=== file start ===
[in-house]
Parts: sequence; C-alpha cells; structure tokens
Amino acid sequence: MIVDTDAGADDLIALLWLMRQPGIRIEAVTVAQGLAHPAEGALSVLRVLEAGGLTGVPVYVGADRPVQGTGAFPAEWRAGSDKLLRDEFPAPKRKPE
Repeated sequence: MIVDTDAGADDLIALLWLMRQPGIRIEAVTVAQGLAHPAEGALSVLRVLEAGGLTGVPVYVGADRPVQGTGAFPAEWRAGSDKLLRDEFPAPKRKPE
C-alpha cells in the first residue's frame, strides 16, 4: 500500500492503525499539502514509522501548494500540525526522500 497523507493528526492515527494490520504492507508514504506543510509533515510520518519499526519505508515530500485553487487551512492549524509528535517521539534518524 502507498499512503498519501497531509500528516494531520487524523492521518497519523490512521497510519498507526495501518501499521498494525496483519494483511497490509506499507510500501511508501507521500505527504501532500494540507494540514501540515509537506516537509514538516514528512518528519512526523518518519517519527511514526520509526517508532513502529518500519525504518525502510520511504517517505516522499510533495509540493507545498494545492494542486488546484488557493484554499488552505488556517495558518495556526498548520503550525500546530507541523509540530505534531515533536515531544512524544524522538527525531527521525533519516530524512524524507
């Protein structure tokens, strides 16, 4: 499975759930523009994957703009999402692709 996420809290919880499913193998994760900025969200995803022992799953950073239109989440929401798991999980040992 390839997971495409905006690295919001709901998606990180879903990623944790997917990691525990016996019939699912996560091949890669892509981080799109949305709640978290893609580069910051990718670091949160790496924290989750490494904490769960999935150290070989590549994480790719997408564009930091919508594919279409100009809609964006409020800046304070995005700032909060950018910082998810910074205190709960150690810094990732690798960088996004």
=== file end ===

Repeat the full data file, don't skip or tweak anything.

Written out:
[in-house]
Parts: sequence; C-alpha cells; structure tokens
Amino acid sequence: MIVDTDAGADDLIALLWLMRQPGIRIEAVTVAQGLAHPAEGALSVLRVLEAGGLTGVPVYVGADRPVQGTGAFPAEWRAGSDKLLRDEFPAPKRKPE
Repeated sequence: MIVDTDAGADDLIALLWLMRQPGIRIEAVTVAQGLAHPAEGALSVLRVLEAGGLTGVPVYVGADRPVQGTGAFPAEWRAGSDKLLRDEFPAPKRKPE
C-alpha cells in the first residue's frame, strides 16, 4: 500500500492503525499539502514509522501548494500540525526522500 497523507493528526492515527494490520504492507508514504506543510509533515510520518519499526519505508515530500485553487487551512492549524509528535517521539534518524 502507498499512503498519501497531509500528516494531520487524523492521518497519523490512521497510519498507526495501518501499521498494525496483519494483511497490509506499507510500501511508501507521500505527504501532500494540507494540514501540515509537506516537509514538516514528512518528519512526523518518519517519527511514526520509526517508532513502529518500519525504518525502510520511504517517505516522499510533495509540493507545498494545492494542486488546484488557493484554499488552505488556517495558518495556526498548520503550525500546530507541523509540530505534531515533536515531544512524544524522538527525531527521525533519516530524512524524507
């Protein structure tokens, strides 16, 4: 499975759930523009994957703009999402692709 996420809290919880499913193998994760900025969200995803022992799953950073239109989440929401798991999980040992 390839997971495409905006690295919001709901998606990180879903990623944790997917990691525990016996019939699912996560091949890669892509981080799109949305709640978290893609580069910051990718670091949160790496924290989750490494904490769960999935150290070989590549994480790719997408564009930091919508594919279409100009809609964006409020800046304070995005700032909060950018910082998810910074205190709960150690810094990732690798960088996004």